First time visiting the jcsref website? Check out the welcome page for information.

Browse through the latest news to see what's going on with JCS and level editing in general.

Take a look at this month's feature articles for some of our best content.

Been a while since your last visit? Find out what's new in the latest updates section.

What have people been talking about on the site? Find out in the latest comments section.

Get to know the staff members of jcsref and find out how to contact us.

Our links section is full of great JCS resources. If you can't find it here, you'll find it on one of the links.

Not really sure what you're looking for? Want to see what all jcsref has to offer? Check out our topics listing now! You can use the link above, the book icon up top, or the topics tab to the left.

Do you know exactly what you're looking for? Are you trying to get information on several topics? Give our archive search a try! Use the link above, the magnifying glass icon up top, or the search tab on the left.

Not sure on the spelling of your topic? Need to browse through some keywords to find what you want? Our site index is just what you're looking for! To go there now, use the link above, the papers icon up top, or the index tab to the left.
 Viewing node Layers (Howto JCS)

Layers (Howto JCS)

The most important layers are 4 and 8. Layer 4 is the "sprite layer". That means that Jazz, Spaz and their enemies walk around on that layer. Which in turn means that all the walls and floors have to be on that layer too. Layer 4 is the standard layer, so when you start editing the current layer is already 4. Layer 8 is the deepest background layer. If you have nothing on this layer you get a very strange effect. If you want to know what I mean, "Save & Run" the level you made in the "simple level" tutorial...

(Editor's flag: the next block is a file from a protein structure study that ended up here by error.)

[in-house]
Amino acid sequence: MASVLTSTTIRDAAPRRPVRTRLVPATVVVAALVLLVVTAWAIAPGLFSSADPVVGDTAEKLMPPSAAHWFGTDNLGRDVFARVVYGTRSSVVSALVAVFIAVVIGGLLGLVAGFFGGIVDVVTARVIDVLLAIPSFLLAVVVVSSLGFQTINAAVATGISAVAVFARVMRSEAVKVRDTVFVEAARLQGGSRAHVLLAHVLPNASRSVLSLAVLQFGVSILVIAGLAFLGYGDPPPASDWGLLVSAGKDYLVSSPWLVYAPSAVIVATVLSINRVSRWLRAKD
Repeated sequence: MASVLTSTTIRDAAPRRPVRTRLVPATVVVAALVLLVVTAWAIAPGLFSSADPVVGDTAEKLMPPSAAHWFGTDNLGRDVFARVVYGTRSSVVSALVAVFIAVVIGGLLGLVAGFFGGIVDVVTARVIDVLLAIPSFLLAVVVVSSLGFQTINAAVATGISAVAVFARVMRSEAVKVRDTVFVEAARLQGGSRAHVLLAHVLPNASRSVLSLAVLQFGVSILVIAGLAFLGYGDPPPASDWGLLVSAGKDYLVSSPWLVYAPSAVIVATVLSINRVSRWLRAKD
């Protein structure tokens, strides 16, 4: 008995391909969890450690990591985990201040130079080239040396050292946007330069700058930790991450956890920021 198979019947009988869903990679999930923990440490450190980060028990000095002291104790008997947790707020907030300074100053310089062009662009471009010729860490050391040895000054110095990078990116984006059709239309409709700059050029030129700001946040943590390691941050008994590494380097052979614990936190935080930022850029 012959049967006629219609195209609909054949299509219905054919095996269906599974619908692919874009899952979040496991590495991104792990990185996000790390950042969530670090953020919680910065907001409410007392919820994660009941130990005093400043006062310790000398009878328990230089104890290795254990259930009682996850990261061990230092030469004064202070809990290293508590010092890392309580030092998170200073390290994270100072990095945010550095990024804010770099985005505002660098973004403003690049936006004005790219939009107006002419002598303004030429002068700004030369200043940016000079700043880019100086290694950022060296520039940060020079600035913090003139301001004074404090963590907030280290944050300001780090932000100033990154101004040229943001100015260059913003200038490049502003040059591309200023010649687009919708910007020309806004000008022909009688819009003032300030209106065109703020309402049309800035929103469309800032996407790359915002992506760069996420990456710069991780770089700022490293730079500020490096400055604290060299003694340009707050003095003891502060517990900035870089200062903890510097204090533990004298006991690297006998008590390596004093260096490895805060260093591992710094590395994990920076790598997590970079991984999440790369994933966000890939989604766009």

See what I mean?
So, a level must always have tiles on layer 8.

1) If it isn't loaded yet, load the level you made in the "simple level" tutorial("File" and then "Open") or (if you skipped that tutorial) make a small level with the "Castle 1" tileset that has a start pos and an end pos(Area end of level event).

2) Go to layer 8 by clicking on 8 in the menu bar of the level-editing window.

3) Fill the layer with different tiles that seem usefull as background. This is what it can look like:

4) Now, your basic level is finished. "Save & Run" it.

Now you know enough about layers to make a level. But to make a good level you should take a look at the following:
Of course, there are eight layers...not just two. So here's how to use the rest.

1) Go to layer 6.

2) Put some tiles in there that would look good as middle background...for example like this:

3) And put something on layer 2... for example the candle:

4) Save & Run the level.

Pretty nice, huh? And you haven't even used the 1st, 3rd, 5th and 7th layer. Well, that's all about layers for now...

Added on: 2 June 2001 16:02. Made by Ninja Dodo.